To my daughter and to all of those feeling the pressure of deciding what to be, I offer this bit of advice:

1)      Hold your plans loosely. Know that any dreams or ideas of what you will be or should be may very well change. Life has a way of interrupting or even rerouting those dreams. When I became a mother, I switched to full-time teaching. It fit that lifestyle, and I enjoyed it. Since then, my job has shifted again. And, I expect it will in the future. I know very, very few people who are today what they thought they would be in college or especially high school. It is fine to plan, but know that your dreams may shift, doors may close, plans may change. You may find that what you end up with is better than what you expected.

2)      Expect rough patches. After I graduated, I was floundering. I took a job without benefits. It was a new position, and I didn’t have a desk. I carried my stack of papers and belongings from vacant desk to vacant desk. I was living at home because I couldn’t afford rent. I was depressed. As I made endless copies and sealed hundreds of envelopes, I felt like all my work and ambition had gone down the toilet. That happens. It is part of life. Keep going. Trust that this is the long haul, not a short sprint. Hang in there and keep your eyes open for the next opportunity.

3)      Know what you love. Rather than deciding on a job, consider what you love to do, what you are good at. I wanted to love journalism, but I finally realized that I never really liked being on the staff of a paper. I liked the idea of being a reporter more than the actual job. I wasn’t willing to sacrifice my time or lifestyle to achieve that dream. My inclination toward journalism was not completely wrong. I did love writing. I like interviewing and telling stories. I like interpersonal interaction with others. Look at what you are drawn to and let that influence your choices.

4)      Don’t be surprised when some of your dreams fail. Failing dreams does not make you a failure. It may mean that they were never the right dreams in the first place. Our big grand vision is what gets us off the couch and sends us on a journey. But, we can also expect that our ambitions may change as we grow and mature. Very few boys grow up to be a race car driver or fireman. Very few girls are now ballerinas or princesses. We don’t realistically expect those childhood dreams to come true. But, dreaming in itself is not bad. It is shaping our vision.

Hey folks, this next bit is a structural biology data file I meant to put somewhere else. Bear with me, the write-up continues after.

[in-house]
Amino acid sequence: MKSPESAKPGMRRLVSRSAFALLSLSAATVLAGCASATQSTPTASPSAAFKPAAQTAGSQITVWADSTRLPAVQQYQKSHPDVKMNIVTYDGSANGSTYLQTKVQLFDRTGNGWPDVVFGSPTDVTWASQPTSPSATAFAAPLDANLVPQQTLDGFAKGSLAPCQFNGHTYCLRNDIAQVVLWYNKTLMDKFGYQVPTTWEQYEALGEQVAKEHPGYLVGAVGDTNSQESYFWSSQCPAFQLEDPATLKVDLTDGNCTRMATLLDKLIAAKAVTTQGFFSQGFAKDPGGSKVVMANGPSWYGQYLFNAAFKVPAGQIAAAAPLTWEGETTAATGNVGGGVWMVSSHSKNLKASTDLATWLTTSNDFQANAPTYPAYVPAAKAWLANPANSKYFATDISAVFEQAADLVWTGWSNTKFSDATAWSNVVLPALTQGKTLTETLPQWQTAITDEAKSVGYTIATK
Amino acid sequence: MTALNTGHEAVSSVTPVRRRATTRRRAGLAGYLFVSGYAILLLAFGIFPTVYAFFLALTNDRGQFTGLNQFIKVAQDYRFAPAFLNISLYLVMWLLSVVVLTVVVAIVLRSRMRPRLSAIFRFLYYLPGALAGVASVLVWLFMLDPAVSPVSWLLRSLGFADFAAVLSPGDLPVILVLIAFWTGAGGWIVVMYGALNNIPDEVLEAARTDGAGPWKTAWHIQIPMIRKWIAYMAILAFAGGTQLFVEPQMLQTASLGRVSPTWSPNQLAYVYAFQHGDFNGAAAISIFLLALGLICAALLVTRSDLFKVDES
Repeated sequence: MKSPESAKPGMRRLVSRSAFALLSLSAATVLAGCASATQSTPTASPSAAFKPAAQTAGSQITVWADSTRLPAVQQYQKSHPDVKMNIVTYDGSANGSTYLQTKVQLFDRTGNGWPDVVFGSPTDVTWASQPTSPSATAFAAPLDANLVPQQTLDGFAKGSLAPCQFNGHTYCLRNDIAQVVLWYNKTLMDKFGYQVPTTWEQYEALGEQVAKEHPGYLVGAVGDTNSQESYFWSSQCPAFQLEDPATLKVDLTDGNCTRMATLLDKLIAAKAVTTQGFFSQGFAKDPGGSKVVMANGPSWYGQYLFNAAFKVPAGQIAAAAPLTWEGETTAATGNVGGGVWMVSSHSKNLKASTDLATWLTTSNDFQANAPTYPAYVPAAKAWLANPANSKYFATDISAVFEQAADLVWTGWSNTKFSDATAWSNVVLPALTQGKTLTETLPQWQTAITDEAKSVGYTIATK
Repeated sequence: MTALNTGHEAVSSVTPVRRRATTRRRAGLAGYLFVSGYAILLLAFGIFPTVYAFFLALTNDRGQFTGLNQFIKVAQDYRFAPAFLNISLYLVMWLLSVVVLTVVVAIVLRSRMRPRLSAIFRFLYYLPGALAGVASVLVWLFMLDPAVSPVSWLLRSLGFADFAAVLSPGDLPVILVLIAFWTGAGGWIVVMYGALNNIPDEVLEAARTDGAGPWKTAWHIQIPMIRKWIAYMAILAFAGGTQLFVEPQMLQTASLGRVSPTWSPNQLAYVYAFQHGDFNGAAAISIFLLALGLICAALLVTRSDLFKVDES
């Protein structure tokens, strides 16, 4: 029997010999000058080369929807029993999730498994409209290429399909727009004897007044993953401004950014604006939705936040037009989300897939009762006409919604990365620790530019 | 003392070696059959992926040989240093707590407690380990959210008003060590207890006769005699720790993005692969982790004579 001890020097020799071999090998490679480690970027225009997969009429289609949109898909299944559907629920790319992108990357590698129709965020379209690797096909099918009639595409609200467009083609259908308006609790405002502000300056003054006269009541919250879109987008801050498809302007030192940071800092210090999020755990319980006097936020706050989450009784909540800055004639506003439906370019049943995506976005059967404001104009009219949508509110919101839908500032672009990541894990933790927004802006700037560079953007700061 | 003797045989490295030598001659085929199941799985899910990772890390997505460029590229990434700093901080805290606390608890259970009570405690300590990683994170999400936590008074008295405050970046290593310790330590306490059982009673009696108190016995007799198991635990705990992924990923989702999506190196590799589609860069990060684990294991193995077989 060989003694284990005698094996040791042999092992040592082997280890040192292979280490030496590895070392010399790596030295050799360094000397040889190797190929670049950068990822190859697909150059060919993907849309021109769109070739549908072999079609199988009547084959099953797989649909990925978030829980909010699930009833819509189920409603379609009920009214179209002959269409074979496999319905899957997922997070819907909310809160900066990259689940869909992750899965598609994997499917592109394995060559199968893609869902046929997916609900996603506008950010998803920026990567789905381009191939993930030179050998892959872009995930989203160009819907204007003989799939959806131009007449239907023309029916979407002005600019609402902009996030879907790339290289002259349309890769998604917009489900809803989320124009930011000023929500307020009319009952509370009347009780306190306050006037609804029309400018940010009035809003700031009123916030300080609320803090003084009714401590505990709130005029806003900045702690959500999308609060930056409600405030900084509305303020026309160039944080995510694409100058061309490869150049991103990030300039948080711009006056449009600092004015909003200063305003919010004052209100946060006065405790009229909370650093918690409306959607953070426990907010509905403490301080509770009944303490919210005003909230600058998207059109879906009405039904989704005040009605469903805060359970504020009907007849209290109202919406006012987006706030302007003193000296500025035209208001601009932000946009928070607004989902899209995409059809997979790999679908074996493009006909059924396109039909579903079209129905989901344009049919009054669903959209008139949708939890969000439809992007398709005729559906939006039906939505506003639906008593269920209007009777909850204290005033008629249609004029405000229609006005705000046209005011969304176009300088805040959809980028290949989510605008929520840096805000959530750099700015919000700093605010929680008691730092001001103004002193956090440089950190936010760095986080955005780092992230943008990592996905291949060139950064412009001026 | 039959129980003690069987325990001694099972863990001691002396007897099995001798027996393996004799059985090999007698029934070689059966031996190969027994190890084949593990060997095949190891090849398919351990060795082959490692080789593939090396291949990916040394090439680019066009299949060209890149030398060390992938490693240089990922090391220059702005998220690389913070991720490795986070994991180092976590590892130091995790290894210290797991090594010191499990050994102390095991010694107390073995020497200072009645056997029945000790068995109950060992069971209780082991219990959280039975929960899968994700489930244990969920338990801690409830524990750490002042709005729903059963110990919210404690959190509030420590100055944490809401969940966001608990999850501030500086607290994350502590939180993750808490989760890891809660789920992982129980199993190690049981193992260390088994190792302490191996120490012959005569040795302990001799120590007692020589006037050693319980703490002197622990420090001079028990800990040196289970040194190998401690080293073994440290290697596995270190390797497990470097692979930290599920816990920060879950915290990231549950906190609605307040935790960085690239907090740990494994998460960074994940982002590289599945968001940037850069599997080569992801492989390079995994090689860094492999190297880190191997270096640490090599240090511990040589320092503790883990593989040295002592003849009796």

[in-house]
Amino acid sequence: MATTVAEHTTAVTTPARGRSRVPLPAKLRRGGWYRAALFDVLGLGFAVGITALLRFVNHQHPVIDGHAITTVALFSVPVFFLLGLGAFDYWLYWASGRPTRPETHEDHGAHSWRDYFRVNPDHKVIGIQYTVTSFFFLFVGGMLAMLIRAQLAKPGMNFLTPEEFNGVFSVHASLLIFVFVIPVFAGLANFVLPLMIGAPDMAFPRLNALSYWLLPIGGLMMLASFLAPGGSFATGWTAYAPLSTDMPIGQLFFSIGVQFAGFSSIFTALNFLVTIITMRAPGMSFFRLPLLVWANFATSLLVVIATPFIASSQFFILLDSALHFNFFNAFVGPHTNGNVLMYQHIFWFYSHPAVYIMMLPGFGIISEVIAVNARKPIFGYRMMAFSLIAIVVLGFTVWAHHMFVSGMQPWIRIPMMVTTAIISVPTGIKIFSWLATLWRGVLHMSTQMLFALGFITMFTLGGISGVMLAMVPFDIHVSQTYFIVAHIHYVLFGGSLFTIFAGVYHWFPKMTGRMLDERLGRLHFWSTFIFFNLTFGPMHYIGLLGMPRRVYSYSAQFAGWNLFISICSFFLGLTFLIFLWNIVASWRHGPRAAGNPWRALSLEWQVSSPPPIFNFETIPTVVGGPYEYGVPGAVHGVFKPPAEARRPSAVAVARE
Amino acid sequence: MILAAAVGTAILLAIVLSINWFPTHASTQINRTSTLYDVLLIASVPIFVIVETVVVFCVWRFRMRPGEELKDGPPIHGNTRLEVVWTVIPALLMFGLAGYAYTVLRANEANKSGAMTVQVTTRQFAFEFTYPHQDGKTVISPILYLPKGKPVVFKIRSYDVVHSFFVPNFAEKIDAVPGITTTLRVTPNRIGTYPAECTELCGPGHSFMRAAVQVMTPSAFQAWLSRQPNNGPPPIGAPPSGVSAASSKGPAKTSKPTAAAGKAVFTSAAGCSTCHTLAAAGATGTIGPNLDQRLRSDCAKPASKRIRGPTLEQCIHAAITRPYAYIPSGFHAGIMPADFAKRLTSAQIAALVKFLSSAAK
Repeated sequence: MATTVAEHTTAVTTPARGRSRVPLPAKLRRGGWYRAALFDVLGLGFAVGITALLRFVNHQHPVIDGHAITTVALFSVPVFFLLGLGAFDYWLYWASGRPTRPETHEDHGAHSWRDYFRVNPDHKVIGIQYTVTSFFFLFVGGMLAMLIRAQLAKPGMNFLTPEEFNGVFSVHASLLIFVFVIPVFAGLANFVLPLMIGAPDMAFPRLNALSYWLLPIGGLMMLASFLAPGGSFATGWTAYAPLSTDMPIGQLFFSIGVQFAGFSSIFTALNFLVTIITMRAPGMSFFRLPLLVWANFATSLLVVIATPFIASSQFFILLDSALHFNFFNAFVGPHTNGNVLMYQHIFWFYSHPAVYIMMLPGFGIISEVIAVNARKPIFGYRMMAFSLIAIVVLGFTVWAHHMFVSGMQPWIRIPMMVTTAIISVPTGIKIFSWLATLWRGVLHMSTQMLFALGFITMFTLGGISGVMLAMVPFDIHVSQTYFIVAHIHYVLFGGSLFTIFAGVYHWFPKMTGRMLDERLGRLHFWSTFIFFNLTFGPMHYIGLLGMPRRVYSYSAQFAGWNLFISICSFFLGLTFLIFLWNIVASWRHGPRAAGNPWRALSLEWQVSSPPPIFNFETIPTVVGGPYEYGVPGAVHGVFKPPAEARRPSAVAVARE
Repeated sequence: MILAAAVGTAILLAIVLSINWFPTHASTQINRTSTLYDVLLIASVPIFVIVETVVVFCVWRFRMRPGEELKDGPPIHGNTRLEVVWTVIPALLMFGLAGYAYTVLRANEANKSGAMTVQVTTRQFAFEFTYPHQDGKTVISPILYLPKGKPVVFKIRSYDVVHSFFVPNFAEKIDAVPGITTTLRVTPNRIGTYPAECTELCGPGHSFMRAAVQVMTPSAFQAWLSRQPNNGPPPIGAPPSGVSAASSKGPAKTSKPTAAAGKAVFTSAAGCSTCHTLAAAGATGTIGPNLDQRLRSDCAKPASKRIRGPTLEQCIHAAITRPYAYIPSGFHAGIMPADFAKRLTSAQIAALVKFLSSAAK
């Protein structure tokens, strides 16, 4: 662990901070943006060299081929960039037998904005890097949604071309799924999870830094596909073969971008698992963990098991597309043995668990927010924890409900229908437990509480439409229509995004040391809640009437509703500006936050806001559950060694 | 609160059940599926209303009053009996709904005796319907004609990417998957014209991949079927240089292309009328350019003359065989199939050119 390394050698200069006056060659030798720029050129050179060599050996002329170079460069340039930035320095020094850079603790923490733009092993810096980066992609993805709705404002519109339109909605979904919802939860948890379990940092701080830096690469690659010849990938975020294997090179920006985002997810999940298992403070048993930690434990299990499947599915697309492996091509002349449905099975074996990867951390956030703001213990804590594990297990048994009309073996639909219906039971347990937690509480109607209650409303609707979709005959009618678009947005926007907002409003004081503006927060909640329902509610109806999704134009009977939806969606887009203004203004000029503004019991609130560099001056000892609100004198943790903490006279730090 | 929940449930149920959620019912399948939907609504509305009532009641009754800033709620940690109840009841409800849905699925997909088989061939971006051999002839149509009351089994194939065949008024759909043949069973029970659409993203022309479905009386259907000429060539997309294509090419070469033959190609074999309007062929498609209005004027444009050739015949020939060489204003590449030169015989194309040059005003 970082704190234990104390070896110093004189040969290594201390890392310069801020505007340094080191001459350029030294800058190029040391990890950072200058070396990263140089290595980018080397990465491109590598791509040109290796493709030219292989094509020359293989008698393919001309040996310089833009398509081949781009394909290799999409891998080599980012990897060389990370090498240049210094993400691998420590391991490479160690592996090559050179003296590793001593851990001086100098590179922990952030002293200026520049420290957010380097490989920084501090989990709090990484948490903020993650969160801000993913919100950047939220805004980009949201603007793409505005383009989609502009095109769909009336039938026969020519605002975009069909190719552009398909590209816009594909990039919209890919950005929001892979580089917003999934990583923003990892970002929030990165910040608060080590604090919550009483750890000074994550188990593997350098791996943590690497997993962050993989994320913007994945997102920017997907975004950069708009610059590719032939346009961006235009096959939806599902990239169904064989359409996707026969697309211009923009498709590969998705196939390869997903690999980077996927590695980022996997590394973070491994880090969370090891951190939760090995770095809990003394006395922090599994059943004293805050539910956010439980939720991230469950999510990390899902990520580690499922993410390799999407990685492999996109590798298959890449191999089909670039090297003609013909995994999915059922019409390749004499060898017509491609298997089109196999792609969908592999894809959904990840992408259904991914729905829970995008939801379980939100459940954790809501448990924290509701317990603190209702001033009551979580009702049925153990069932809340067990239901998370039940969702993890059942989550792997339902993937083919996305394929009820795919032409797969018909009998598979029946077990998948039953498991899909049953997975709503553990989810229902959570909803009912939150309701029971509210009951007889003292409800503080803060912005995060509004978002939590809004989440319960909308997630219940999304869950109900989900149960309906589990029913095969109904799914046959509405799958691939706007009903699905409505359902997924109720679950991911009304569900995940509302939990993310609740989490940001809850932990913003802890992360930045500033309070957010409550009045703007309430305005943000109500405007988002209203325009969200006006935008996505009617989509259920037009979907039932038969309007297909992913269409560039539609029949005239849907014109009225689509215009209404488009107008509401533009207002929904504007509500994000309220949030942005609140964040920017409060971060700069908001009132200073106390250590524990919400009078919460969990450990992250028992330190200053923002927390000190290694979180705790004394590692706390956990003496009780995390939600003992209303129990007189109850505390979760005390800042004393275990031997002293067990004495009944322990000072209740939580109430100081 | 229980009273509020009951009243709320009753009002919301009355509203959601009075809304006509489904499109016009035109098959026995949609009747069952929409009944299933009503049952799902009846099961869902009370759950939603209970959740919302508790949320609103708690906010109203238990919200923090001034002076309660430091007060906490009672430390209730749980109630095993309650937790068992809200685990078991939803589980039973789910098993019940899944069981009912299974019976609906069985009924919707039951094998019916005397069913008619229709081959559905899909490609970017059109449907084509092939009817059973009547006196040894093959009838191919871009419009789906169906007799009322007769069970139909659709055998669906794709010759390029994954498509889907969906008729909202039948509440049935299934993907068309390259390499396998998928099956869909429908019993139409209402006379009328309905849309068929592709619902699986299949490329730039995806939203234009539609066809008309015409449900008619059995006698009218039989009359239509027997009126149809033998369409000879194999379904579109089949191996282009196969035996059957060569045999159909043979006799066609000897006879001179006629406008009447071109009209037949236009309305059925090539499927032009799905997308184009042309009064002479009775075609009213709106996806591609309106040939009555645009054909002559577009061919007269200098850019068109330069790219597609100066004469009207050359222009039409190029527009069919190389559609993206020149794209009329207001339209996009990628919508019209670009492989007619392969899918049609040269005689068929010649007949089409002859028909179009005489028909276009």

5)      Be realistic. Think practically about the lifestyle associated with the careers you are considering. If you want to be a journalist (as I did), but you aren’t willing to work long hours or move to a new city to pursue your dream, it might not be the best choice for you. Trying to shoehorn your personality into a job that doesn’t match it will be a painful learning experience.

6)      Keep striving. If you really want something, don’t give up. This is especially true for artistic careers. It is not easy to become a writer or a musician. It takes time. It takes years of doing jobs, sometimes unpaid or on the side, before you can actually spend quality time pursuing your true calling. Your career dream may not be lucrative. That’s okay. You will do it anyway.

I don’t have all the answers, but I do know that a career builder test would never have predicted my path. Only God knew, and I am thankful for His hand that guided me in ways I never expected.
For years, Psalm 32:8 was my favorite verses: “I will instruct you and teach you in the way you should go, I will counsel you with my loving eye on you.”


God knows you better than anyone else. He has His loving eye on you. His ways are not our ways. His path is best. Trust in that. Move ahead. Do what you love. Enjoy each stage of your life without focusing on what you never achieved.